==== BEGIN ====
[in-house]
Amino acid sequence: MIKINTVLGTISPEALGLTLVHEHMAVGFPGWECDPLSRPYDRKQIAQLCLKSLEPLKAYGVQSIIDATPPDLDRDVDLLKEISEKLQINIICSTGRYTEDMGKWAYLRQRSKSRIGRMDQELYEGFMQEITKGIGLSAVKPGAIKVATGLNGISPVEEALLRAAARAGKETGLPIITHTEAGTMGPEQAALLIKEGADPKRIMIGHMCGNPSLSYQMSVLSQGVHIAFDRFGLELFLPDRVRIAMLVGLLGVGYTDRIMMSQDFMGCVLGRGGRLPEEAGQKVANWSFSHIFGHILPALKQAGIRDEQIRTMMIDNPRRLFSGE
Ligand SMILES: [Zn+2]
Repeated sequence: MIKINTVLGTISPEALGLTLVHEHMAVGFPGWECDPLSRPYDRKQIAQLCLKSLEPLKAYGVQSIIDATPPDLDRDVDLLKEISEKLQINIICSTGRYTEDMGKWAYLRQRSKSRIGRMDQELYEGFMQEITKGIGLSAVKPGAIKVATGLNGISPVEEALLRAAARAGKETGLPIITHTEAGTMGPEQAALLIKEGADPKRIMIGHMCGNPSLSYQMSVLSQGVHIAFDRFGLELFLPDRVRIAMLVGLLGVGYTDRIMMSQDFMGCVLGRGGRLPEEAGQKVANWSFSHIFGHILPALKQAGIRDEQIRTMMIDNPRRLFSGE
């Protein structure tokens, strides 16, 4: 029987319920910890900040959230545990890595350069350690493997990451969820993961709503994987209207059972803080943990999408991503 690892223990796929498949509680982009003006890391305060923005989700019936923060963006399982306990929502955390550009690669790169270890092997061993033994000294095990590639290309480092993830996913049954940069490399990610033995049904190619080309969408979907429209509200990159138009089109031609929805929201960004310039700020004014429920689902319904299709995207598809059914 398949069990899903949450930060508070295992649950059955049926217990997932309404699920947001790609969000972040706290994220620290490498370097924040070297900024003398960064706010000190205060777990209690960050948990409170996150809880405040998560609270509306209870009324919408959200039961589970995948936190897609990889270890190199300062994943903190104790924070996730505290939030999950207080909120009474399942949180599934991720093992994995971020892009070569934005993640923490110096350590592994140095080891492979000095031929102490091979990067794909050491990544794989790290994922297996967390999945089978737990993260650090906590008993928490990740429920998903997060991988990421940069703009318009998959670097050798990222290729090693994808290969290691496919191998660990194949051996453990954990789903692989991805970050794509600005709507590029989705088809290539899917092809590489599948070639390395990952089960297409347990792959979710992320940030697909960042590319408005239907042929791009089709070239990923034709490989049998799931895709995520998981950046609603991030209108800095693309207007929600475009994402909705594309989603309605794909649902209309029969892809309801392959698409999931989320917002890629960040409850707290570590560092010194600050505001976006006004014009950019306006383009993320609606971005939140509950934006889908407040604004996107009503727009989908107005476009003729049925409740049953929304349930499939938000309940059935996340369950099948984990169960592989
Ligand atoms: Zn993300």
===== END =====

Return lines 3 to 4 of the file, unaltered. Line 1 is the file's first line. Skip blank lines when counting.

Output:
Ligand SMILES: [Zn+2]
Repeated sequence: MIKINTVLGTISPEALGLTLVHEHMAVGFPGWECDPLSRPYDRKQIAQLCLKSLEPLKAYGVQSIIDATPPDLDRDVDLLKEISEKLQINIICSTGRYTEDMGKWAYLRQRSKSRIGRMDQELYEGFMQEITKGIGLSAVKPGAIKVATGLNGISPVEEALLRAAARAGKETGLPIITHTEAGTMGPEQAALLIKEGADPKRIMIGHMCGNPSLSYQMSVLSQGVHIAFDRFGLELFLPDRVRIAMLVGLLGVGYTDRIMMSQDFMGCVLGRGGRLPEEAGQKVANWSFSHIFGHILPALKQAGIRDEQIRTMMIDNPRRLFSGE